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Former NASA engineer claims he invented a ground-breaking thruster that doesn’t need fuel

Published Apr 23rd, 2024 4:22PM EDT
illustration of Artemis missions and SLS rocket stages
Image: Vadimsadovski / Adobe

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One of the most expensive parts of any rocket launch is getting the rocket off the ground and into space. This part of the mission takes a massive amount of fuel and money to pull off. That’s why projects like NASA’s SLS aren’t sustainable and why many have looked for ways to create propellant-free thrusters to help revolutionize how space travel works. Now, a former NASA engineer claims his company has finally made a breakthrough.

The idea of a thruster that doesn’t require propellant to work might seem preposterous, especially considering how much force these thrusters often need to output. But space startup Exodus Propulsion Technologies says it has achieved a major breakthrough by stumbling upon a new force of nature that could power these types of thrusters.

Of course, this is a very bold claim and one that the scientific community will no doubt be staring down with narrowed eyes. If it does pan out, though, the propellant-free thrusters could have a major part to play in future space missions, including the likes of NASA’s Artemis missions, which require tons of fuel to launch.

zero rocket engine during test
Standard thrusters require loads of fuel to send rockets into space, and even more to deliver them to their destinations. Image source: Interstellar Technologies Inc

Charles Buhler, one of the co-founders of the startup, recently told The Debrief that he and his team have discovered this new force and that it will be “this force that we will use to propel objects for the next 1,000 years.” Again, that is a very bold claim, especially considering that the results so far show this “new force of nature” is only capable of delivering a whopping 10 milliNewtons.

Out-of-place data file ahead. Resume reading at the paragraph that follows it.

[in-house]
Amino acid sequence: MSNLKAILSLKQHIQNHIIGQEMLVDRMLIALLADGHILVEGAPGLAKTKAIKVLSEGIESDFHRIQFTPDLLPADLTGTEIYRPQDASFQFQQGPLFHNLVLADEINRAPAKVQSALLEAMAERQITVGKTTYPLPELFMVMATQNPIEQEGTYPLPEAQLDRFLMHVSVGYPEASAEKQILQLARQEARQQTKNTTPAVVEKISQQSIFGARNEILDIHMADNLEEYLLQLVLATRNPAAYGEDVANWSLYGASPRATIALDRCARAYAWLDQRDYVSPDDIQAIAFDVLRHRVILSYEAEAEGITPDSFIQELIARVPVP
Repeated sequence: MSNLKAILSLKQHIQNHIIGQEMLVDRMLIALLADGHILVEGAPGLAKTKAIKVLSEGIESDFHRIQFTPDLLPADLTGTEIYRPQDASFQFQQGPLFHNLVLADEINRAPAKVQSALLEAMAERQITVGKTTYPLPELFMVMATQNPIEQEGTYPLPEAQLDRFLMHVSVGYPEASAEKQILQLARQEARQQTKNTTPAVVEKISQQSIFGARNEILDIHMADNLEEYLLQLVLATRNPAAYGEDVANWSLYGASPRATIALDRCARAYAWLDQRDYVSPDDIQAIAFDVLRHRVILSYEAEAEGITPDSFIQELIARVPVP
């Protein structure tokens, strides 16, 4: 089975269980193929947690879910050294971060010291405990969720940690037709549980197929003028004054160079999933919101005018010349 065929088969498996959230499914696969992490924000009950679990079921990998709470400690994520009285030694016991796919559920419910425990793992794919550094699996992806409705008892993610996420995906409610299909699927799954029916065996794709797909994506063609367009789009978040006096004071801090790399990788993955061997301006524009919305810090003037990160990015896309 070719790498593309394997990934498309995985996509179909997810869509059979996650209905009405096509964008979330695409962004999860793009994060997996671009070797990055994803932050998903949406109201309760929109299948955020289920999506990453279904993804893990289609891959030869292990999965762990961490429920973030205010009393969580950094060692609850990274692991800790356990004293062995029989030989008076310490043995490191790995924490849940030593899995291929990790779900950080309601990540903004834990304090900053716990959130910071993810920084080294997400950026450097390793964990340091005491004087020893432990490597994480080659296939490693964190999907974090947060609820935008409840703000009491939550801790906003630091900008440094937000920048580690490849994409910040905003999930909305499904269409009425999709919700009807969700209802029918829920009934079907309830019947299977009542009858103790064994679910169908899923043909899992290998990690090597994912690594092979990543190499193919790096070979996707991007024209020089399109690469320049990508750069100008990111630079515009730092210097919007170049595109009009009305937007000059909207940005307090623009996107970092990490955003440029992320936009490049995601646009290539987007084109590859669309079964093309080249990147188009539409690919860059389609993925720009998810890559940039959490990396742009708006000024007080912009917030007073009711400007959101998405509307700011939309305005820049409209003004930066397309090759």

To give that a little more context, Futurism reports that holding a medium-sized apple in the palm of your hand exerts around 1 Newton, which is roughly 100 times more force than this new propellant-free thruster is currently capable of creating.

Of course, Buhler says that the amount of force generated doesn’t matter because, in space, anything greater than zero will move objects. While that might be true, you still have to contend with time, which is why a thruster that barely generated enough force to hold an apple probably won’t see much use in space missions. If the team’s work does turn out to be legitimate and workable, though, it could be scaled up to find more efficient ways to create thrust, which could open the door for new thruster technology.

For now, though, we’ll have to wait and see if the claims that Buhler and his company are making about these new propellant-free thrusters are actually true. There’s obviously a lot to unpack here, especially when you consider how much this kind of thruster challenges the basic laws of physics. But, if it does work out, propulsion systems that don’t require propellant would be a major breakthrough and really cool.

Josh Hawkins has been writing for over a decade, covering science, gaming, and tech culture. He also is a top-rated product reviewer with experience in extensively researched product comparisons, headphones, and gaming devices.

Whenever he isn’t busy writing about tech or gadgets, he can usually be found enjoying a new world in a video game, or tinkering with something on his computer.